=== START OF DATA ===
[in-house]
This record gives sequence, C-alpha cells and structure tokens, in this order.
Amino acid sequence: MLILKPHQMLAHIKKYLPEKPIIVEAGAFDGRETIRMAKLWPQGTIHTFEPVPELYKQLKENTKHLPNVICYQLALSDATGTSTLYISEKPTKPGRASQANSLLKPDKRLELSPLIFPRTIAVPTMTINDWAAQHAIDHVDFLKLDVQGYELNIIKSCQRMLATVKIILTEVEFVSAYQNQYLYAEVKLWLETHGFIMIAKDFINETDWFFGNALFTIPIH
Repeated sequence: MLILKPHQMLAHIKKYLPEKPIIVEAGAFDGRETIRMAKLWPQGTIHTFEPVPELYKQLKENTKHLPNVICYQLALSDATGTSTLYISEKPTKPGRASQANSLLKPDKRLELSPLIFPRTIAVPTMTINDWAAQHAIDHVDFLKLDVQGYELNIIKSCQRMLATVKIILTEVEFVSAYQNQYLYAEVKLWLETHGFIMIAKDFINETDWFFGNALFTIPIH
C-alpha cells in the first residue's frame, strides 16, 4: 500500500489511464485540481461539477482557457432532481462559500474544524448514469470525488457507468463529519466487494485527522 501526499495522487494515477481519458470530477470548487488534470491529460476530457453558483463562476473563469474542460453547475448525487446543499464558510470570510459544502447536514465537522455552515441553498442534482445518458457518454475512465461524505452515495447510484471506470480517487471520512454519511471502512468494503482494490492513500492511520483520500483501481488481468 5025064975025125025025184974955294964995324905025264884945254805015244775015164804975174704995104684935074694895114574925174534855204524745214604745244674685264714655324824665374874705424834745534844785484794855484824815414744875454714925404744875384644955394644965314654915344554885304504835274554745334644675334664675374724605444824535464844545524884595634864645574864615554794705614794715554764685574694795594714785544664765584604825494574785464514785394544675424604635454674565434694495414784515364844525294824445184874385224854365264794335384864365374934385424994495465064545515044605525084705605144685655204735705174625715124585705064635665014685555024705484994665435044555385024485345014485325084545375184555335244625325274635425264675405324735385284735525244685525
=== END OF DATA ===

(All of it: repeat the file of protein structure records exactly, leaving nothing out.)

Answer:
[in-house]
This record gives sequence, C-alpha cells and structure tokens, in this order.
Amino acid sequence: MLILKPHQMLAHIKKYLPEKPIIVEAGAFDGRETIRMAKLWPQGTIHTFEPVPELYKQLKENTKHLPNVICYQLALSDATGTSTLYISEKPTKPGRASQANSLLKPDKRLELSPLIFPRTIAVPTMTINDWAAQHAIDHVDFLKLDVQGYELNIIKSCQRMLATVKIILTEVEFVSAYQNQYLYAEVKLWLETHGFIMIAKDFINETDWFFGNALFTIPIH
Repeated sequence: MLILKPHQMLAHIKKYLPEKPIIVEAGAFDGRETIRMAKLWPQGTIHTFEPVPELYKQLKENTKHLPNVICYQLALSDATGTSTLYISEKPTKPGRASQANSLLKPDKRLELSPLIFPRTIAVPTMTINDWAAQHAIDHVDFLKLDVQGYELNIIKSCQRMLATVKIILTEVEFVSAYQNQYLYAEVKLWLETHGFIMIAKDFINETDWFFGNALFTIPIH
C-alpha cells in the first residue's frame, strides 16, 4: 500500500489511464485540481461539477482557457432532481462559500474544524448514469470525488457507468463529519466487494485527522 501526499495522487494515477481519458470530477470548487488534470491529460476530457453558483463562476473563469474542460453547475448525487446543499464558510470570510459544502447536514465537522455552515441553498442534482445518458457518454475512465461524505452515495447510484471506470480517487471520512454519511471502512468494503482494490492513500492511520483520500483501481488481468 5025064975025125025025184974955294964995324905025264884945254805015244775015164804975174704995104684935074694895114574925174534855204524745214604745244674685264714655324824665374874705424834745534844785484794855484824815414744875454714925404744875384644955394644965314654915344554885304504835274554745334644675334664675374724605444824535464844545524884595634864645574864615554794705614794715554764685574694795594714785544664765584604825494574785464514785394544675424604635454674565434694495414784515364844525294824445184874385224854365264794335384864365374934385424994495465064545515044605525084705605144685655204735705174625715124585705064635665014685555024705484994665435044555385024485345014485325084545375184555335244625325274635425264675405324735385284735525244685525